The first major publication on Luke Fowler and it provides a comprehensive overview into his artistic production, with color illustrations, an in-depth discussion between Stuart Comer and the artist, as well as an essay by Will Bradley.
A central figure in Glasgow's vibrant art scene, Luke Fowler's cinematic collages break down conventional approaches to biographical and documentary filmmaking.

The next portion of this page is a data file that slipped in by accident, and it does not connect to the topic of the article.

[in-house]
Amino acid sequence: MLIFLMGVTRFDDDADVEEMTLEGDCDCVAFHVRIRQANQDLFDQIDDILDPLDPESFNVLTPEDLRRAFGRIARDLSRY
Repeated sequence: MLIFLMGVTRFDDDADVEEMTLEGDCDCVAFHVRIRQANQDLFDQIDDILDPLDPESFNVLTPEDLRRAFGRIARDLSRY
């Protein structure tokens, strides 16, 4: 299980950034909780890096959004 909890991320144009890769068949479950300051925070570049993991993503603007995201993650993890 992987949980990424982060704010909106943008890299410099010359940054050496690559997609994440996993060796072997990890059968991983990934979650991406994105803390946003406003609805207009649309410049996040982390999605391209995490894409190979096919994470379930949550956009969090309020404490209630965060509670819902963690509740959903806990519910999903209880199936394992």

Fowler's films have often been linked to British Free Cinema, the distinctive aesthetic of which came out of a conscious decision to engage with the reality of contemporary Britain in the 1950s. Avoiding didactic voice-over commentaries and narrative continuity, Fowler similarly uses impressionistic sound and editing. However, Fowler moves beyond simply referencing the work of his predecessors. Intuitively applying the logic, aesthetics, and politics of his subjects onto the film he is making about them, he creates atmospheric, sampled histories that reverberate with the vitality of the people he studies.